Saturday, April 4, 2015

Defining "The Movement"

If you know anything about me you probably know I'm relatively new to this whole union thing.  It means I see things with fresh eyes and sometimes awe which some mistake for naivet√©.  I just have a different relationship with the movement than many of our members. 
My editor said to me, "You write about 'the movement' and I know what you mean and you know what you mean, but I'm not sure all your readers know what you mean." 
How do you describe something you cannot see, something you cannot hold in your hand, something you must feel with your soul? 

I didn’t have a job where there is a union so for me the idea of THE movement is more literal. For me the movement is the the action one takes when they go from accepting the status quo to challenging it.  Literally moving from passive to active.

I saw them the 1st time out of the corner of my eye and didn't realize what was going on. When Kate grabbed my arm and said "John it's happening, let's go." I started piecing it together.  Karen had been featured in our newsletter and now the VP of nursing was down here to push back. Karen was holding her ground but we weren't gonna let her stand alone. As we walked down the hall going toward the conflict I felt my heart in my throat. The VP was on a mission to convince us we didn't need a union, that the hospital would "take care of us."  We weren't buying. We stood shoulder to shoulder with Karen, and by the time we were done, the VP left defeated and though we were still weeks till our vote, our union had been formed.  

Shortly after the nurses of my hospital voted to form a union, I was asked by AFT to go to Washington to testify before the National Labor Relations Board about the abuse and stall tactics we had to endure.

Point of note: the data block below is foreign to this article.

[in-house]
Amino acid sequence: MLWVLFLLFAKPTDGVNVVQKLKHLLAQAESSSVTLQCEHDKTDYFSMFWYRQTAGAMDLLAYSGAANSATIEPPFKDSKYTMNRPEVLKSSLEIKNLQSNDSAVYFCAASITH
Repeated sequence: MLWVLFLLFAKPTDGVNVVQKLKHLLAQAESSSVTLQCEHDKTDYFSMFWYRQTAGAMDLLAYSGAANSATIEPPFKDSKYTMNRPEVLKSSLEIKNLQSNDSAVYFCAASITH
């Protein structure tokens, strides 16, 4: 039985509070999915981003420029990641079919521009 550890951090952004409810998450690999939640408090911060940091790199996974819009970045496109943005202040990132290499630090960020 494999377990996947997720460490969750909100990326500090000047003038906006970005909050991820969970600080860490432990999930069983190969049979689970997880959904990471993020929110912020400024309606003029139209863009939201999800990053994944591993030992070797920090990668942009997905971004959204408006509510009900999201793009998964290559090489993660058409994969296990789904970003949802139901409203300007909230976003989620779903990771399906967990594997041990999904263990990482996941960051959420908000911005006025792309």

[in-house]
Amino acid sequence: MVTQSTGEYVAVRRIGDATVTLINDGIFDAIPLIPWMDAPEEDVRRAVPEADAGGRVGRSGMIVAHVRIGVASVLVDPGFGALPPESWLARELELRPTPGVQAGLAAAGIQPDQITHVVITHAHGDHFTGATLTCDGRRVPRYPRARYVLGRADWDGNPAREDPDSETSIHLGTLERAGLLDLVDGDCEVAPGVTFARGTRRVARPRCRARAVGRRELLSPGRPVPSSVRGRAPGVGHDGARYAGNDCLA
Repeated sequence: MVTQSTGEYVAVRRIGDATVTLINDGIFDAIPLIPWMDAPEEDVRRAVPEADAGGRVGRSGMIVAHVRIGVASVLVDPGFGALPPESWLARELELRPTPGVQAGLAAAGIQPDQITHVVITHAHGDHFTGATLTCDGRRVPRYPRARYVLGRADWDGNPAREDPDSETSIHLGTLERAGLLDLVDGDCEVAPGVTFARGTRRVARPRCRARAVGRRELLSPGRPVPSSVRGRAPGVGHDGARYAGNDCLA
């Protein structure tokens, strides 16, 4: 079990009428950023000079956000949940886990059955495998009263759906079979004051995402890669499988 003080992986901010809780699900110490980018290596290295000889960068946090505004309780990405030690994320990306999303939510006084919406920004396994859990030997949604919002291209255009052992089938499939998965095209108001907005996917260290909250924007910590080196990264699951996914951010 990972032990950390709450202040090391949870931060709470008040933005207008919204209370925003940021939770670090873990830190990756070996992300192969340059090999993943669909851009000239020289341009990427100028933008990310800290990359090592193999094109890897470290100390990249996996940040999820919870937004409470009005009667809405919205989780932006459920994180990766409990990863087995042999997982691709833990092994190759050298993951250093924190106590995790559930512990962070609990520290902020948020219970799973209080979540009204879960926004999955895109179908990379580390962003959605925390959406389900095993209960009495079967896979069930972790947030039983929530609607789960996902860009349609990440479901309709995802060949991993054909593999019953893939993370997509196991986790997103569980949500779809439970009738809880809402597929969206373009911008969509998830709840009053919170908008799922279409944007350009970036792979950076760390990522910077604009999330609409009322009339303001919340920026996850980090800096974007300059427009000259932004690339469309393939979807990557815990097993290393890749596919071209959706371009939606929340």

Afterwards, at a reception at the AFL-CIO, I was asked to say a few words.  I told them that yes, I was new to the union movement, but I had grown up being taught: If a man has two coats, he should share one with the person who has none, I was taught all people, regardless of race, religion or station in life deserve respect and are my brother and sister, and no one should benefit at the expense of another. 

I returned from that trip with a new understanding of the movement and my place in it. 
Yes, I had just helped form a new union that wanted to put patients before profits, but we found ourselves part of this international movement that puts patients, students, workers, and all people before profits. A movement based on the ideals I had grown up with. 

I heard this story from a friend who was at the protest against the WTO in Seattle, when Labor, environmentalists and community leaders came together to protest a global corporate takeover.  When the protesters were being asked to leave and the police were staring them down They heard a whisper from behind them.  The protesters in the 2nd and 3rd rows were all whispering “Courage, Courage, Courage”.  I wonder if the same refrain was heard by the people in the front row on that Bridge in Selma in 1965. 

It's funny, but all these actions are what the movement is.  It's one little thing combined with a million other things.  Like grains of sand make a beach, little action on top of little action makes a movement.  They will say that our goals are too lofty and our heads are in the clouds.  We need to help them understand that when our feet take one little step the whole movement marches forward around the world.
So often in our movement we think it is all about the front row, staring down the boss, and giving the big speech, and sometimes it is. 
We must remember how important it is to be the person, two rows back, whispering:  
Courage, Courage, Courage

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